The Panel of the Wise (PoW), is one of the critical pillars of the Peace and Security Architecture of the African Union (APSA). Article 11 of the Protocol establishing the Peace and Security Council (PSC), sets up a five-person panel of “highly respected African personalities from various segments of society who have made outstanding contributions to the cause of peace, security and development on the continent” with a task “to support the efforts of the PSC and those of the Chairperson of the Commission, particularly in the area of conflict prevention.”


The first Panel was appointed in December 2007 and composed of Ahmed Ben Bella of Algeria, who served as chair, Salim Ahmed Salim of Tanzania, Elisabeth K. Pognon of Benin, Miguel Trovoada of Sao Tome and Principe, and Brigalia Bam of South Africa. At the July 2010 Summit in Kampala, Ben Bella and Ahmed Salim were reappointed for another term ending in December 2013 and three new members were appointed: Mary Chinery Hesse of Ghana; Kenneth Kaunda of Zambia; and Marie Madeleine Kalala-Ngoy of the Democratic Republic of the Congo.

The Panel has produced some thematic reports on issues relevant to peace and security such as non-impunity, women and children in armed conflicts and electoral disputes.

Methods of Work

The PoW reports to the PSC and through it, to the Assembly. Members are selected by the Chairperson of the AU Commission and appointed through a decision of the Assembly for three year renewable once terms. The Protocol states that the Panel, at the request of the PSC or its own initiative “shall undertake such action deemed appropriate to support the efforts of the PSC and those of the Chairperson of the Commission for the prevention of conflicts”.

The Panel meets at least three times annually to deliberate on its work program and to identify regions or countries to visit; it furthermore organizes annual workshops on issues related to conflict prevention and management to assist in producing a thematic report to be submitted to the Assembly of African Heads of State and Governments for endorsement.


1. Support and advise the effort of the chairperson of the commission and the AU PSC, in the area of conflict prevention;
2.  Advise both the Commission and the Council  on   issues that are necessarily considered by the policy organs of the AU such as the issues of impunity, justice and reconciliation as well as, women and children in arms conflicts and its  impact on the most vulnerable ones;
3. Use its good offices to carry out conflict mediation and broker peace agreements between warring parties; and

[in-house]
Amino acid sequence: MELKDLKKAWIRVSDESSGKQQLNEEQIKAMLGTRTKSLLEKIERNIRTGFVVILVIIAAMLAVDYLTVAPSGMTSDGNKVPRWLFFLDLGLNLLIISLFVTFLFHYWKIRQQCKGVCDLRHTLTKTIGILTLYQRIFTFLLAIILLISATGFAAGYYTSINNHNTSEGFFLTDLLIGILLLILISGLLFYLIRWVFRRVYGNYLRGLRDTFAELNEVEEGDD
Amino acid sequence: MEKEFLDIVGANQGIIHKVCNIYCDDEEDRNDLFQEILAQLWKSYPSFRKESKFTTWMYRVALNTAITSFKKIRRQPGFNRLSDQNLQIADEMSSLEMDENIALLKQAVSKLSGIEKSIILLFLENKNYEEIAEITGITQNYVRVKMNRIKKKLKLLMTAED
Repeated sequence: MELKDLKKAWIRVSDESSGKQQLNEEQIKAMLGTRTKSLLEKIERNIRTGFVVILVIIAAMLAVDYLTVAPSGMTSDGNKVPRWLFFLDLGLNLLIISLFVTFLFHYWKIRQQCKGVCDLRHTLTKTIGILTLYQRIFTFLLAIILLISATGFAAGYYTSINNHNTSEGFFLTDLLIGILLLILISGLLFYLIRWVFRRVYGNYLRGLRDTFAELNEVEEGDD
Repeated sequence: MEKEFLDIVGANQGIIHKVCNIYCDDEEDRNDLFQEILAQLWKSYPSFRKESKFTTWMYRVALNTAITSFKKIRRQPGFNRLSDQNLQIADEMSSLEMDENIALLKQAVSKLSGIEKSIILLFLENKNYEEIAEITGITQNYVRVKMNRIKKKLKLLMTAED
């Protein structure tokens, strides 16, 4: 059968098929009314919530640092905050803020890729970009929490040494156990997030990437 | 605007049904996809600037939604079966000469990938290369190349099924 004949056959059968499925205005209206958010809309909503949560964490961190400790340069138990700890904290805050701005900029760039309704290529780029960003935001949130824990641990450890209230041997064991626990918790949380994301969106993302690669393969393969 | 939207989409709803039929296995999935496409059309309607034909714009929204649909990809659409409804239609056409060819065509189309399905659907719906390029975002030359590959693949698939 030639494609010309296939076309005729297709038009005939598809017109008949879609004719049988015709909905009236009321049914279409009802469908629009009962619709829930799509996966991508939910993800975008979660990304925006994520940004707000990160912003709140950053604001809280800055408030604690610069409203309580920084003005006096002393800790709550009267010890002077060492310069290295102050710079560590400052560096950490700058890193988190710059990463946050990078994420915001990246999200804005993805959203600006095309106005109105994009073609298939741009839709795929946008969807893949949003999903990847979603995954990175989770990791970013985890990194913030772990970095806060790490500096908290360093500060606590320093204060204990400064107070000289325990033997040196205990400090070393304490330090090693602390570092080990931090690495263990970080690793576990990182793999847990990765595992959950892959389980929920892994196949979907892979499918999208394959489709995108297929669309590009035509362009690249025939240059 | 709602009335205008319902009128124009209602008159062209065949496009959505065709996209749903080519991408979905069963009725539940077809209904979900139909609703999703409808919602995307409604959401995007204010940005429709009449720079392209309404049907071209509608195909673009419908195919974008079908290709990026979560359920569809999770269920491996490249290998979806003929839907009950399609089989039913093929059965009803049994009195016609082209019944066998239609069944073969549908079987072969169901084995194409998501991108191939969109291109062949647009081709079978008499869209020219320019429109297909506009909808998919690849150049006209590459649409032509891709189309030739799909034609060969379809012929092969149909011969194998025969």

4. Help the AU Commission in mapping out threats to peace and security by providing regular advice and analysis and requesting the Commission to deploy fact-finding or mediation teams to specific countries.

Current Panel Members (2018 – 2022)


    H.E. Hifikepunye Pohamba was President of the Republic of Namibia from 2005 to 2015. Since Namibia’s independence in 1990, he served as the Minister of Home Affairs; Fisheries and Lands; Resettlement, and Rehabilitation. In these capacities, he has promoted gender equality in politics, increased spending on education and housing, and initiated land redistribution efforts. In 2014, he led a mediation effort in a crisis between conflicting political parties in Lesotho. He won the Mo Ibrahim Prize for Achievement in African Leadership in 2015, which hailed his efforts in forging national cohesion and reconciliation to consolidate Namibia’s democracy.

     H.E. Ellen Johnson Sirleaf was elected as the President of Liberia in 2006, becoming the first democratically elected woman head of state in Africa. She has worked extensively to promote peace, reconciliation and social and economic development in Liberia, also establishing the Truth and Reconciliation Commission in 2006. She won the 2011 Nobel Peace Prize with Leymah Gbowee of Liberia and Tawakkol Karman of Yemen "for their non-violent struggle for the safety of women and for women's rights to full participation in peace-building work". In 2016, she led the mediation in Gambia between the ex-President Yahya Jammeh and the then president-elect Adama barrow and brought about a quick resolution to the crisis.


    Dr. Speciosa Wandira Kazibwe, the first female African Vice-President (1994-2003), served as a distinguished UN Special Envoy for HIV/AIDS in Africa. Dr Speciosa  was also Minister of Gender and Community Development, Deputy Minister of Industry and has extensively worked with the AU and the UN to promote women’s participation in peace and development processes, including through the African Women Committee on Peace and Development that she founded in 1998. Having served as a member of the third Panel of the Wise (2014-2017), this is Dr. Speciosa’s second tenure as Member of the Panel of the Wise.